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Culture > News

How to Cope When the Headlines Hurt

This article is written by a student writer from the Her Campus at Exeter chapter.

Passive news consumption is something we’re likely all guilty of. Today it’s difficult to escape news coverage as social media platforms have made it all the easier to casually consume the headlines. Though this is in some ways a great thing as Gen Z is very up-to-date, there is really something to be said about how it can impact your well-being.

Where it often goes wrong is when we’re faced with a large volume of negative stories and are casually consuming them. It gets to a point where passive news consumption can actually hinder us more than it helps us. I think it really cannot be understated that sometimes the news can be difficult for our well-being. News anxiety is very much real and can be really overwhelming to deal with, especially if you identify with and or find the stories distressing.

It is so important to read news stories. It is also, however, worth knowing what to do next and how to find ways to personally cope with the stories you have just read. I have compiled a list of ways that I cope with reading negative stories and how we can move forward toward a better future in whatever way we can.

Know your personal limits when keeping informed

This feels particularly important. If stories relate to you or a group you identify with, then it’s only natural to want to feel informed and up-to-date. However, it is important to be aware of your own personal limits and boundaries surrounding these issues. If you feel as though the news is hindering your well-being too much, it’s worth taking a break from the articles that you’ve been consuming.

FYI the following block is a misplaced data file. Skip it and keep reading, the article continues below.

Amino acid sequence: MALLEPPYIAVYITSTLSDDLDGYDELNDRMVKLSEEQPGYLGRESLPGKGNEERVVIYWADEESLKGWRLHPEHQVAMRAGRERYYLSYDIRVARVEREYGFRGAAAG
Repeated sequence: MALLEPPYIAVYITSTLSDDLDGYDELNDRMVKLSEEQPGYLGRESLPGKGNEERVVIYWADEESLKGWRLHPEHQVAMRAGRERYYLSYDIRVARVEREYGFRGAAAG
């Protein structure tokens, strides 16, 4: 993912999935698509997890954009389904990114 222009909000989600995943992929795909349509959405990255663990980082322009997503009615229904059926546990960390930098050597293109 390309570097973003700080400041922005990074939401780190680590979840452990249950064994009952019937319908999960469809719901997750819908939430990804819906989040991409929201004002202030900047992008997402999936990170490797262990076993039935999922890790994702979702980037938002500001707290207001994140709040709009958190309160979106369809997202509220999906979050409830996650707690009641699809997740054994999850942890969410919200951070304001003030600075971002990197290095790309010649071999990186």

It is vital to keep in tune with how you’re feeling. Taking a break from the news or limiting your news consumption to an hour or less a day may help. It’s important to note that how you feel may change from day to day. Some days it may be worth turning off altogether and tuning out, some days you may be able to handle slightly more. It is always important to take a break and evaluate how you’re feeling.


There is a real need for all of us to acknowledge that passive news consumption can be damaging to our well-being. Taking breaks and actively deciding whether reading a news story is good for you is important. If you desire to keep up to date with an issue but are aware that passive and excessive news consumption may be difficult for you, then this is the perfect compromise.

Accepting that some things are beyond our control

This is a difficult one. There can be so much pressure to put energy into fixing everything that is wrong with the world and stressing about things that are out of your control. This is something I’ve really struggled with in the past.


Sometimes, and this may be challenging, you have to accept that there’s only so much one person can do and a lot of the time deep rooted issues take a collective effort to solve. It is impossible for one person to take that entire responsibility upon themselves and sometimes it’s worth accepting that some things are out of your control. You can only do as much as you can to help and you cannot change the way things are in the world all by yourself.

Understand why this piece of news is bothering you and what this means to you

If a news story is bothering you, it’s worth identifying why exactly this is. More importantly, what exactly about the news article is upsetting, angering, or hurting you? This is one of the best ways of trying to move forward and learning how to deal with the news. Once you know why you feel bothered or unsettled, you will be able to direct your attention to potential solutions. It’s about looking at the news stories and thinking about why you, based on your personal circumstances and background, may be affected by the stories. Once you’ve identified what exactly has been bothering you, you can move your attention to what this means to you. Whether you’re willing to commit yourself to a charity or cause that attempts to solve or take steps towards solving the issue at hand.

Engage with causes and charities that help with the issue at hand